1. An electronic submission containing two attachments, directed to firstname.lastname@example.org (please include your full name in the subject line of your message [e.g., IRB proposal from Jane Doe]):
a. One MS Word document containing all of your proposal materials:
• IRB application form (found under Forms tab at left)
• Consent form for participants (in most cases; sample found under Forms tab)
• Copy of data collection instruments and any information shared with participants
• Debriefing statement (if deception was used; sample debriefing outline found under Forms tab)
b. One MS Excel spreadsheet summarizing your proposal (the IRB submission summary spreadsheet, available under Forms tab)
2. A signed hard-copy of the last (signature) page of the proposal form, sent to the IRB chair via campus mail or USPS
Completed applications should be submitted at least 10 business days before you plan to begin data collection; in most circumstances, decisions regarding applications with complete information are made within one week. Start early and plan ahead!
If you need assistance combining all of your components into one Word doc, contact the Help Desk (315-859-4181).
If you have any questions about the IRB or the application process, write to the IRB at email@example.com.
If you routinely teach a course or courses in which you require students to gather data from human participants, you may draft a blanket application describing the general nature of the projects students are likely to conduct as well as the procedures for ensuring confidentiality, informed consent, and so forth. As long as the faculty member ensures that the projects conducted will satisfy the conditions stated, individual student projects will not require separate review. If you are interested in pursuing this option, feel free to contact the IRB chair at firstname.lastname@example.org to obtain a sample blanket statement.
A campus ethics committee exists for the purpose of supervising research involving human subjects. This committee must approve any proposal before the research can be conducted. The statements published by the American Psychological Association serve as guidelines concerning ethical principles in psychological research. All students in the Department of Psychology should be familiar with these guidelines.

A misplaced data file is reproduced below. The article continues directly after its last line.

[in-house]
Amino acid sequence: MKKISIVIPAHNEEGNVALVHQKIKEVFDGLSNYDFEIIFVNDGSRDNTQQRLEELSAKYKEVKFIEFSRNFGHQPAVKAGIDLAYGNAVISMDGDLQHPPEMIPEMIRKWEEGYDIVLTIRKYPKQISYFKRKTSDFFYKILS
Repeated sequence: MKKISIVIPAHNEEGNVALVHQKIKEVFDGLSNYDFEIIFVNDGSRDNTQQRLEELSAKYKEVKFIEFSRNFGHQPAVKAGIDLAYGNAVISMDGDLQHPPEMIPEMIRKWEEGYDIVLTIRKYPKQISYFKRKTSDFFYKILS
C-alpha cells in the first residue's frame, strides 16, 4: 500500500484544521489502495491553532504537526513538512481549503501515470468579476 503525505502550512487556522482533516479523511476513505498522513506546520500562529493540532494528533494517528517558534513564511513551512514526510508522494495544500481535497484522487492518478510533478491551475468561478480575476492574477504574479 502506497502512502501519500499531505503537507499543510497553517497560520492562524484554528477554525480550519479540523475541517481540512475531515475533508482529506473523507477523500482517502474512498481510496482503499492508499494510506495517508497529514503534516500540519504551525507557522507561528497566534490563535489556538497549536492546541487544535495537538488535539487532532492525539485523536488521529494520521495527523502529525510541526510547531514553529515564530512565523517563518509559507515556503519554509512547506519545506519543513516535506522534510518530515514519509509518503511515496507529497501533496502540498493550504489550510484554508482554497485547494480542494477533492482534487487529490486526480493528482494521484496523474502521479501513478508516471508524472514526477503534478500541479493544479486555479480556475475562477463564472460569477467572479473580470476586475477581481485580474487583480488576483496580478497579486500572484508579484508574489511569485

The following references provide clarifications of these and other ethical principles concerning psychological work:
American Psychological Association. (1987). Casebook on ethical principles of psychologists.Washington: American Psychological Association.
American Psychological Association. (1995). Ethical conflicts in psychology. Washington: American Psychological Association.
American Psychological Association. (1982). Ethical principles in he conduct of research with human participants. Washington: American Psychological Association.
American Psychological Association. (1992). Ethical principles of psychologists and code of conduct. American Psychologist, 47, 1597-1611.
American Psychological Association. (1994). Ethics for psychologists. Washington: American Psychological Association.
These references are in the chairperson's office. Students intending to undertake supervised research involving humans are required to submit a proposal to the Human Subjects Committee. The form can be downloaded by selecting that option at the top of this page.
A campus committee exists to review the care and use of animals at Hamilton College, and the College vivarium is routinely inspected by the Department of Health of the State of New York. The guidelines developed by the American Psychological Association are strictly observed in any research and teaching involving animals sponsored by the Department of Psychology. Students intending to undertake supervised research involving animals are required to submit a proposal to the Animal Care Committee for review by the end of the first week of the term in which the work is to be conducted.
As in other academic work, honesty in research is governed by the Hamilton College Honor Code, regardless of whether the work is conducted for a course, as part of an independent study or senior project, or as a departmental research assistant. Fraud in such work includes the misrepresentation of work conducted, the fabrication of data, or plagiarism.